ASBK and ARRC tie-ups could prove beneficial to all
After years of planning and months of intense preparation the Asia Road Racing Championship (ARRC) successfully united with ASBK at The Bend Motorsport Park to pull off a dramatic four day show that enthralled fans, despite competing for hearts and eyeballs with MotoGP, World Superbikes, AMA Supercross and EWC at Le Mans over the same weekend.
It was a coming convergence of technical regulations between ARRC and ASBK, together with the opening of Australia’s newest international circuit that seemed finally to trigger the initiative to make it happen. Both series are riding high, with big name riders, factory supported teams and millions of fans, so the hook-up and ARRC’s decision to take the plunge down under in 2018 made a lot of sense.
The big technical change for ARRC will be the move from Supersports 600cc, which has been its premier category for 18 years, to 1000cc Superbikes in 2019. Market forces from showrooms in Asia long made the move inevitable, while the close competitive thrills of ARRC Supersport made it difficult to let it go.
ARRC’s draft regulations are broadly in line with ASBK’s, so a future with more riders competing in both championships is very much on the cards. That kind of cross-fertilisation has been routine for many years between ARRC and the All-Japan championship. The recent resurgence of ASBK makes it feasible for Asian riders to compete in Australia, and for more senior ASBK riders to join Anthony West on the race tracks of Asia.
The overriding factor that points to the future health of both ASBK and ARRC is a product of their success. Both series have structures that could rival the CEV and CIV in Europe, developing riders capable of competing in world championships, creating a growing pool of elite riders jostling for a finite number of places in MotoGP and World Superbike. It is something that has long contributed to the health of British Superbike, All Japan, MotoAmerica and others.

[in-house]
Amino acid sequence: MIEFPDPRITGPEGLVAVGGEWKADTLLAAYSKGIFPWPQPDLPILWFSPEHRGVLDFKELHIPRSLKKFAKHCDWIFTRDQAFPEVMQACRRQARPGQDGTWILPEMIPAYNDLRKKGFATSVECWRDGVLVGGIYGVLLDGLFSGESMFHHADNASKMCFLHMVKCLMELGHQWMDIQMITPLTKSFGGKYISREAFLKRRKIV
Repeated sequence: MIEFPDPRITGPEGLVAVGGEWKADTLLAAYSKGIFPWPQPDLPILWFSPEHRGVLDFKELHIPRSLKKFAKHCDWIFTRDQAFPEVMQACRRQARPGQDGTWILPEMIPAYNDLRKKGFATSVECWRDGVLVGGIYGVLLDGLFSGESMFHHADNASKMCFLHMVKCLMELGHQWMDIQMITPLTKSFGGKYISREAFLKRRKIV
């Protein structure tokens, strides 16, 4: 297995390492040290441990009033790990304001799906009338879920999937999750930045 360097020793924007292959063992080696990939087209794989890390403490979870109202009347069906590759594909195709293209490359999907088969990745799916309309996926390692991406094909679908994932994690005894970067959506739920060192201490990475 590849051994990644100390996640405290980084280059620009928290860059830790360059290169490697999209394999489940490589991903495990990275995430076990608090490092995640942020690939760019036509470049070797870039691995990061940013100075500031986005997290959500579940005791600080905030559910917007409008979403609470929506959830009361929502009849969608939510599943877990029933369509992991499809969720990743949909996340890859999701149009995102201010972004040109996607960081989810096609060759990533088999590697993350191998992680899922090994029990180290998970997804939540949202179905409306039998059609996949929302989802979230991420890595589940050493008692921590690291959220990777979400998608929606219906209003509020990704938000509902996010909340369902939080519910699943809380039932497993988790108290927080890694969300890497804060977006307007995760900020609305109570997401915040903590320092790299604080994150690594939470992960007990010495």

Since its recent resurgence, ASBK has got to the stage where it is capable of attracting foreign riders, while the continental option offered by ARRC provides further opportunities. The prospect of seeing Azlan Shah and Ratthapong Wilairot competing head-to-head with Troy Herfoss and Wayne Maxwell is one that will raise the game for both series.
If that is where the future is heading, ARRC, ASBK and FIM’s Asian and Oceanic teams can be pleased with how successful their first step turned out to be. In a weekend when so much history was made, it seems appropriate that it all took place as the first ever major event at The Bend Motorsport Park. The project is impressive by any measure, but what really mattered for those watching are the challenges that the crests, curves and contours of the 4.95 kilometre configuration for this event presented to the riders. Although built to modern safety standards, this new ribbon of asphalt is one that punishes errors in lost time, places and, as perhaps too many found out over the weekend, broken bikes and bones.
Motorcycling Australia President, and former GP and World Superbike star, Peter Goddard, summed up the first of what might be many weekends that witness ASBK and ARRC together at the same event.
“What a great facility we have at The Bend. It was good to see the overall level of ARRC: it is very professional and there are some good ideas there for our guys. It was good to see the two series together at a brand new track that seems to be really well designed. There are lots of options, but it’s very much a rider’s track and not just a car track, as you often see with new circuits.
“For sure there were issues with the track with it being so new and there were many firsts to deal with, and coordinate between the two series. In general it was a fantastic weekend and we look forward to continuing this collaboration over the next two years and hopefully beyond. The success of the event comes from the people who dedicated their time and efforts to making it work and that is everyone involved!”